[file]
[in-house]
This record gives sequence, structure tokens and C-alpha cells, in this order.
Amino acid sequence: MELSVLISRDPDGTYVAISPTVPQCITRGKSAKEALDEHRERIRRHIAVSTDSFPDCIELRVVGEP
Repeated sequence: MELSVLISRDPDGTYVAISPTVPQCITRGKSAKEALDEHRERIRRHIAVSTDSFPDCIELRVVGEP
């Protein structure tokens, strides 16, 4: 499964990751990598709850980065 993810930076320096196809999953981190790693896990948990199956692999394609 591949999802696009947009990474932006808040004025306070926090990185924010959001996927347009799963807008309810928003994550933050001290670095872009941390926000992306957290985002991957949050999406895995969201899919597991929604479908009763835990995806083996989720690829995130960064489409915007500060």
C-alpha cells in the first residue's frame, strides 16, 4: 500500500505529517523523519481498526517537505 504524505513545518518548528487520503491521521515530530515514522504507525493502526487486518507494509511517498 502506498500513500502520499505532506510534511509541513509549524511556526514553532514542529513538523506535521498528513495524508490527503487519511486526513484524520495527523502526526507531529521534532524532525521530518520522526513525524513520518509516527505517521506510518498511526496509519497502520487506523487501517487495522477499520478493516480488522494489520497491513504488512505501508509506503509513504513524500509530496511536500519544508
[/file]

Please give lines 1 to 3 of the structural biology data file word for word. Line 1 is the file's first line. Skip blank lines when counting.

[in-house]
This record gives sequence, structure tokens and C-alpha cells, in this order.
Amino acid sequence: MELSVLISRDPDGTYVAISPTVPQCITRGKSAKEALDEHRERIRRHIAVSTDSFPDCIELRVVGEP